At the tender age of 21 (and it is tender, like a little stick of fluffy baby celery, which is one of the husband’s favourite snacks) you find yourself having to get a job (well, your parents say you have to get a job.)  Suddenly you have to magically know what career route to take (unless you’re one of those rare focused individuals who already know) and you have to instantly readjust to being back home after three years away.   And, because you have a degree, your parents will scour the internet for graduate jobs, and they’ll force you to scour the internet for graduate jobs, so that hopefully you’ll end up in a ‘career,’ and not in a bog standard job, or else that degree was well and truly wasted wasn’t it?  (No – Ars Gratia Artis)   It’s enough to make you want to regress back to childhood, curl up in front of the TV and watch endless re-runs of (insert favourite kids’ show.)

You may also find yourself bereft of an SO (internet speak for significant other) whilst Facebook tells you that everyone else is hooked up.  And this will cause your mother to focus her obsessive thoughts on the possibility of an SO.  This is because she knows that the right life partner acts as a shock absorber against all those slings and arrows of outrageous fortune.  Oh, and you should also be surrounded by an entourage of cool and faithful friends.  That’s a big ASK, of anyone, at any age.

The son has already been through three graduate scheme interviews in search of the elusive holy grail, in job speaking terms.  The graduate scheme interview…..now there’s a nightmare for the sensitive; for those just this side of shy, for those not used to putting themselves out there.   And all three times the son didn’t make the grade, with no recognition of the fact that he deserved some kind of medal of bravery, just for turning up.  Do I care (a little bit) that three interview panels and an assortment of HR representatives rejected the son……..but hang on, let’s focus on the minefield that is HR and Recruitment.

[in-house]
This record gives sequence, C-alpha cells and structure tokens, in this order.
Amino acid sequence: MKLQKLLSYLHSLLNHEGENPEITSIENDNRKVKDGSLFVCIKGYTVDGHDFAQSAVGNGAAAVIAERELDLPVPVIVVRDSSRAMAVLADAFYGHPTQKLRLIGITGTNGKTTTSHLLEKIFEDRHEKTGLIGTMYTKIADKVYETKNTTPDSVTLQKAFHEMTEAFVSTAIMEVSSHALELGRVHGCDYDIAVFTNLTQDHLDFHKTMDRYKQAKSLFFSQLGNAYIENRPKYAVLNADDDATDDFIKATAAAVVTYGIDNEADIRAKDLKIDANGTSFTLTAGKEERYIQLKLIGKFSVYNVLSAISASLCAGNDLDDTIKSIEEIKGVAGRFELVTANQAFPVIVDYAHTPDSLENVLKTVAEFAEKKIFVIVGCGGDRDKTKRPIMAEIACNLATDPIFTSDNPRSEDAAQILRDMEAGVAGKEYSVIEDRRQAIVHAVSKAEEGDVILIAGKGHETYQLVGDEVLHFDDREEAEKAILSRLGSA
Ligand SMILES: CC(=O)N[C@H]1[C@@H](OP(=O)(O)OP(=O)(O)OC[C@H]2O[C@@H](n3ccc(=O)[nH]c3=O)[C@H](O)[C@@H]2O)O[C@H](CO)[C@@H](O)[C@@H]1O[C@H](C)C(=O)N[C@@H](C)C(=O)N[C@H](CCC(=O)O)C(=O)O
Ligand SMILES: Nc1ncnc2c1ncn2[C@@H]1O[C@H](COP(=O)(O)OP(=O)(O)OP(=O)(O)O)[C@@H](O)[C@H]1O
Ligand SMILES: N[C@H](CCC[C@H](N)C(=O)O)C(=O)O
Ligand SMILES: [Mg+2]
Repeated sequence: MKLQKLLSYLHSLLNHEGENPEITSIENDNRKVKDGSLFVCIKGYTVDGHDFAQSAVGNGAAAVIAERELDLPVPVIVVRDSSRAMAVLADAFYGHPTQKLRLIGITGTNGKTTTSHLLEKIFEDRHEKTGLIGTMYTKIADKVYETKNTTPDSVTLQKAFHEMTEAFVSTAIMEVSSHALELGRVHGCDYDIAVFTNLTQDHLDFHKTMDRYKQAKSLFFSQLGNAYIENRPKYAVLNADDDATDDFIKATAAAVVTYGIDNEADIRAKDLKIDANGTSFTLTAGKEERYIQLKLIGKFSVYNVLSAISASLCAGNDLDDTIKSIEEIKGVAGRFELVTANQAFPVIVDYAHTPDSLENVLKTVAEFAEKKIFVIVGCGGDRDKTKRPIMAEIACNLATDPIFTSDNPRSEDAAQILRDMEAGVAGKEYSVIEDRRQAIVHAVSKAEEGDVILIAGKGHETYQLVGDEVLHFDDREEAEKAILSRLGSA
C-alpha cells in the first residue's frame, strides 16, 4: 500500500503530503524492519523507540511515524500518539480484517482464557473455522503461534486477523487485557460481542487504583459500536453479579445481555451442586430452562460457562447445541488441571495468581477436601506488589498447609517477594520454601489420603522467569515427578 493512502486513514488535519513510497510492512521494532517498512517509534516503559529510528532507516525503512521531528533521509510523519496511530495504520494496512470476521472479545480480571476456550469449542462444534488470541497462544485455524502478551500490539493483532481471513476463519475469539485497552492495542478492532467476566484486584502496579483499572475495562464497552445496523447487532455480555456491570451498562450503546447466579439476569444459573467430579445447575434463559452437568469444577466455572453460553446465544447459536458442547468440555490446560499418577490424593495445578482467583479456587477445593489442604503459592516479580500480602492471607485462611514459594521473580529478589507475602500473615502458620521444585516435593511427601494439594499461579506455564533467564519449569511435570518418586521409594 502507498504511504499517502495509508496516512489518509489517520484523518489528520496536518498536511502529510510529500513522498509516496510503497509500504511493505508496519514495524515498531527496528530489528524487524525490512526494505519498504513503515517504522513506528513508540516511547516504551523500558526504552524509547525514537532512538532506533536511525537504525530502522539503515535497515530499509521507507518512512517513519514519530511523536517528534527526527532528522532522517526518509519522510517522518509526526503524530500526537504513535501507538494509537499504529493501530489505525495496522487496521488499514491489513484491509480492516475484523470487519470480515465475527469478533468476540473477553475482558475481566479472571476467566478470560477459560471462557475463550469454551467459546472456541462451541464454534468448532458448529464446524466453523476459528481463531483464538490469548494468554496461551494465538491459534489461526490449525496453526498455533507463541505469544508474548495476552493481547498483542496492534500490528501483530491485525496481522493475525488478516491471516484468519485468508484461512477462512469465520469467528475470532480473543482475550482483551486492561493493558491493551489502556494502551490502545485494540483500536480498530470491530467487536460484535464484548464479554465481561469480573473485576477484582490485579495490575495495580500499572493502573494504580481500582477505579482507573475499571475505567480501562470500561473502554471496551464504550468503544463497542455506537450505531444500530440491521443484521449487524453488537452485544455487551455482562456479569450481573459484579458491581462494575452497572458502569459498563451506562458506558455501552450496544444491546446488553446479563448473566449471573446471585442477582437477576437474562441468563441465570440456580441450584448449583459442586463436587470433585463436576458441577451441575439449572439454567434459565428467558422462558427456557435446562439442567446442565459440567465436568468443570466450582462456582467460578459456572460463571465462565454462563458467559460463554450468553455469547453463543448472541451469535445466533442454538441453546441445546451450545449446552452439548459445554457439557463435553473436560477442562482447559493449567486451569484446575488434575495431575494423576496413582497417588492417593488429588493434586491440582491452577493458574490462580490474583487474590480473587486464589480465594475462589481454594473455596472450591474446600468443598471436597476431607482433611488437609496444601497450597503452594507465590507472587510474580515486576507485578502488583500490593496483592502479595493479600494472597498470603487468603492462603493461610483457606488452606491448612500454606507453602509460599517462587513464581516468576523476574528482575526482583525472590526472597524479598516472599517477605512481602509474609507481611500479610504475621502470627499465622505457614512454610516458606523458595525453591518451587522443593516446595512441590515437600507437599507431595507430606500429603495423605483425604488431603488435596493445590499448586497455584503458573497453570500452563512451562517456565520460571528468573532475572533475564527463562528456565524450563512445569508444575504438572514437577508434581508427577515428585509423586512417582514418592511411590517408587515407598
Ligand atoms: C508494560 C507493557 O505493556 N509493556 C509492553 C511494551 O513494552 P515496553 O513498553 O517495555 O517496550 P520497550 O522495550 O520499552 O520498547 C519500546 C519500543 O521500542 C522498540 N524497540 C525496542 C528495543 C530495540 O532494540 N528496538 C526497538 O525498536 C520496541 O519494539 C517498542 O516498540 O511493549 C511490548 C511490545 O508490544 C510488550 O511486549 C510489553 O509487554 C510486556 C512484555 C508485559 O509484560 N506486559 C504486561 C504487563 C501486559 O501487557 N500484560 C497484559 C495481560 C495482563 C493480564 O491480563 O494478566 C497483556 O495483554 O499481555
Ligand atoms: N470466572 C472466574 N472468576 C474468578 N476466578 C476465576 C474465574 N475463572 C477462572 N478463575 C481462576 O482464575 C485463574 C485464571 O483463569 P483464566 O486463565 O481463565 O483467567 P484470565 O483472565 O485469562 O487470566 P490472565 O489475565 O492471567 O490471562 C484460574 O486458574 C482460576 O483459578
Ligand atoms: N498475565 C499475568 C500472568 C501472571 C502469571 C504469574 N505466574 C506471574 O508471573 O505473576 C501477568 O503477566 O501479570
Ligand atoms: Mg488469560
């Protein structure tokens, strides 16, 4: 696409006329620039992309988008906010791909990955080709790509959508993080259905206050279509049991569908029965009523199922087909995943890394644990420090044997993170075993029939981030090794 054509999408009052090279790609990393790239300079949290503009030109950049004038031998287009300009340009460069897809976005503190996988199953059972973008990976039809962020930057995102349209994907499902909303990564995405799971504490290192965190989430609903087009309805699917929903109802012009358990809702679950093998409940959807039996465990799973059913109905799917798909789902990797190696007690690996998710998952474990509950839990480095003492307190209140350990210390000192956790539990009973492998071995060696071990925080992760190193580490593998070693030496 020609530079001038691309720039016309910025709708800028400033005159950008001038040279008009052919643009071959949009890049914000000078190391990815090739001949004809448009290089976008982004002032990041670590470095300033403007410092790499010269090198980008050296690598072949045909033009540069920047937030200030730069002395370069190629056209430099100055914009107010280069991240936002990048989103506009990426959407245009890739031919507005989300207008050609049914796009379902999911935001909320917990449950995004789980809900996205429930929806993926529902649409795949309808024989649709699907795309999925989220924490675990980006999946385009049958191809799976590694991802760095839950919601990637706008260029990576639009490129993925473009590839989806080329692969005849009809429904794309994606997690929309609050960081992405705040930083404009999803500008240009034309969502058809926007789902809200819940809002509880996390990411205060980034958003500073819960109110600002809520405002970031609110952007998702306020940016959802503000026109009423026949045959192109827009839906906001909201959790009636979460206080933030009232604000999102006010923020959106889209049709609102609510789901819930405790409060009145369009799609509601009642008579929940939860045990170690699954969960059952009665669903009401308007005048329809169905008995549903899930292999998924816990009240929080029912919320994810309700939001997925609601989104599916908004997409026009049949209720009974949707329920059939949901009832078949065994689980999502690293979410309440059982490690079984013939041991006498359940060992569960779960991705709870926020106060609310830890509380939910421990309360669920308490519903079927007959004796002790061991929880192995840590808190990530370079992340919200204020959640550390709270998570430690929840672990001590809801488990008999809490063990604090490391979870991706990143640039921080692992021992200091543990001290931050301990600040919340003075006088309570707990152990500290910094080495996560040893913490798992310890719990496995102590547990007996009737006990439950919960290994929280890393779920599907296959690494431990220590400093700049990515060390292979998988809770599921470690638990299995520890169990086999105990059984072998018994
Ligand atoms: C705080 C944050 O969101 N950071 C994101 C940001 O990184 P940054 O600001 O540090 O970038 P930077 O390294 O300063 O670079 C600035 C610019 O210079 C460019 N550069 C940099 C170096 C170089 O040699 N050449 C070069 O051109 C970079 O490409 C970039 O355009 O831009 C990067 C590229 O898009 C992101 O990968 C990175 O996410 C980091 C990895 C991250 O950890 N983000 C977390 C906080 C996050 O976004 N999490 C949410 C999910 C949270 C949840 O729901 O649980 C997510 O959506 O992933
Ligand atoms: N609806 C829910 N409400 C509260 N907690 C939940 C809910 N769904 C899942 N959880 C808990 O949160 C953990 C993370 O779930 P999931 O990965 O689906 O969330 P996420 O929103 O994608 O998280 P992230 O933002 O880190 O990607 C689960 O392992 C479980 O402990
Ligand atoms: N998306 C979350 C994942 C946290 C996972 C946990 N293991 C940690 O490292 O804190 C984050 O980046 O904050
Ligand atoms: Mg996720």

A MAJOR employer decided that son no.3 didn’t make the grade a couple of months ago.  The road to rejection had been a time consuming and rocky one.

Step 1:  Write a cover letter.  This cover letter would then allow you to reach step 2 (or not.)

Step 2:  Fill out an online application form, including a personal statement and CV.  Should these pass muster then you’re on to step 3.

Step 3:  A fiendishly timed online psychometric test (maths and probability), for which you spend roughly 2 weeks swotting,  it takes over an hour to complete, and then you check your email, daily, praying that you passed.

Step 4:  A phone interview, should you pass step 3.

Major digression here, as I ask the internet ether, how on earth do people who stammer (I stammer, as I’ve whinged on about before) or with any other non-socially acceptable handicap, EVER get a decent job, when the dreaded phone interview is nowadays par for the course, taking away any chance of winning them over via body language, eye contact and a winning smile?

If you manage to stumble out a few coherent sentences in the phone interview, this is followed by a marathon interview process, taking in role play and group activities.  e.g. HR person chucks a biro at you and yells: ‘SELL ME THAT PEN! and a little bit of your soul’ (yes, even for science jobs the sales pitch is considered de rigueur) before demanding that you build a working model of the International space station; using paper clips and a couple of sheets of A4.  This is because HR want to analyse your performance in all kinds of psychometric-type settings; whilst they sit there at the sidelines, calmly making notes, like scientists watching lab rats run through a maze (I’ve gone all 1984’ish.)